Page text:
Scientists work to dispel myths surrounding solar eclipse

With many myths associated with solar eclipse, scientists and doctors on Wednesday worked hard to clear misconceptions in the minds of people.

In Taregna, where thousands of people had gathered to watch the eclipse, scientists distributed sweets among people in an attempt to defy the superstition surrounding eating during an eclipse.

Bihar Chief Minister Nitish Kumar, who was present in the town to watch the eclipse, himself ate the sweets and asked those present to adopt a scientific temper.

"We distributed sweets among the people gathered and encouraged them to eat, so that they can defy the superstition that we should not eat during an eclipse," Sachin Bhamba, General Secretary of NGO SPACE said.

Another NGO, Manthan also worked to dispel myths surrounding the eclipse, which many believe is the harbinger of calamities and epidemics.

We organised activities and observations for people and children to make them understand what the celestial phenomenon is all about," its Out-Reach Co-ordinator Kanthan Kothari said.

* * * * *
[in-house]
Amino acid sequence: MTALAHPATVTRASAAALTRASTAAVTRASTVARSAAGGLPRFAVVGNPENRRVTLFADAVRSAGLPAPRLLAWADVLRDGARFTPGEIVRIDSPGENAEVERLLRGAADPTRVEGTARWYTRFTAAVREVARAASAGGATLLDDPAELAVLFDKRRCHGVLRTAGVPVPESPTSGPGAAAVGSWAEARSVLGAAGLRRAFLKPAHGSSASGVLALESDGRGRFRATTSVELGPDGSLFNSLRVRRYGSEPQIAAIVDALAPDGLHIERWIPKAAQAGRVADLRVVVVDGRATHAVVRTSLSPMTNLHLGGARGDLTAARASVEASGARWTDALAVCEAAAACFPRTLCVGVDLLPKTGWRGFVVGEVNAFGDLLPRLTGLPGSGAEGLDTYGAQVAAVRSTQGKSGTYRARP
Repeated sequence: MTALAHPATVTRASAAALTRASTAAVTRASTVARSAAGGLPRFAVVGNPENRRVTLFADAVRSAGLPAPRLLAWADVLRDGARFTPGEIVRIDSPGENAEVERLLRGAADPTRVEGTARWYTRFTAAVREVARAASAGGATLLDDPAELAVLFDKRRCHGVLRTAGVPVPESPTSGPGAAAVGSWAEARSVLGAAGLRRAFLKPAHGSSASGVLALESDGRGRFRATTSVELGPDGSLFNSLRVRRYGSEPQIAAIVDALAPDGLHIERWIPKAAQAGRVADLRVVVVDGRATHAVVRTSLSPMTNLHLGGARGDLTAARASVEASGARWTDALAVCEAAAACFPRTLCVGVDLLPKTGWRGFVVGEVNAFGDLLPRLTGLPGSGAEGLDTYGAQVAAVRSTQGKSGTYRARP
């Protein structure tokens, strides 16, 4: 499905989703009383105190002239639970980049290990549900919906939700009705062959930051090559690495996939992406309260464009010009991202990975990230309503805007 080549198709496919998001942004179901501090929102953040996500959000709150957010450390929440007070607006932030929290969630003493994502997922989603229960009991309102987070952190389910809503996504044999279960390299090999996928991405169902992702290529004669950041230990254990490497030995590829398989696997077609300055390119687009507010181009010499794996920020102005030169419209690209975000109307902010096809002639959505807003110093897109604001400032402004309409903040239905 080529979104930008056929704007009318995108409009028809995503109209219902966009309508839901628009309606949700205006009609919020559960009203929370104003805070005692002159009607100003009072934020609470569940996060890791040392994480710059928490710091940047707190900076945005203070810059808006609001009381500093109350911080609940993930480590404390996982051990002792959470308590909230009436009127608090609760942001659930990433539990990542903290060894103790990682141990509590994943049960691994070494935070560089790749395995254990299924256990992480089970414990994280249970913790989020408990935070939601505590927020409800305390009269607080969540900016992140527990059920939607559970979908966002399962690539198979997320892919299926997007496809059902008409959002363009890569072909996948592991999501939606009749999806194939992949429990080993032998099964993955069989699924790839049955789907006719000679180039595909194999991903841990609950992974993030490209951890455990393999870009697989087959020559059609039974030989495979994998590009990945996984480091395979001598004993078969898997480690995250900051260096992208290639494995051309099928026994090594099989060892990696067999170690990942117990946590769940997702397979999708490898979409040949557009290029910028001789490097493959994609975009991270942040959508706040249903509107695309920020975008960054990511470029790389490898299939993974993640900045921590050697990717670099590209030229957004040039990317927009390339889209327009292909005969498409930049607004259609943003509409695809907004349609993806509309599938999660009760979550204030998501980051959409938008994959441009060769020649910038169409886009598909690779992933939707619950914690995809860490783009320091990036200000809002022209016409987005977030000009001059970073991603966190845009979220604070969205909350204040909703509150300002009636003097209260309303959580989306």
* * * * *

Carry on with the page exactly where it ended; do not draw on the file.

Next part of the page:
"We give scientific reasoning to beat myths," he said. "Our organisation organised workshops for children and adults in small cities in Katni, Ujjain, Bhopal and Jabalpur in association with the Council for Science and Technology in MP. We want to make people aware that it is a purely scientific event, and has nothing to do with these stories," said Ratnashree, Director of Nehru Planetarium.

Some common myths regarding solar eclipse are that people, especially pregnant women, should remain indoors while it takes place and not eat anything.

But doctors insist that other than the damage the eclipse can cause if watched with the naked eye, there is no other proof of it causing any harm.

"It is safe to deliver on an eclipse day but people are not keen due to various myths," says Dr Shivani Sachdeva, a gynaecologist with Fortis Hospital.

"It is a myth that women exposed to eclipse end up with abnormal babies or one should not eat food exposed to the eclipse. There is no evidence to prove these beliefs," says Dr K K Aggarwal, President of Heart Care Foundation of India.

"Directly looking at the sun during the eclipse can damage the eyes permanently. Normally visible rays constrict the pupil and does not allow the person to be able to watch the sun for long. During an eclipse, these normal rays are cut off, allowing a person to look at the sun for a longer duration as a result of which the ultra violet rays can penetrate the eyes deeper and for longer period causing retina burn," Aggarwal added.


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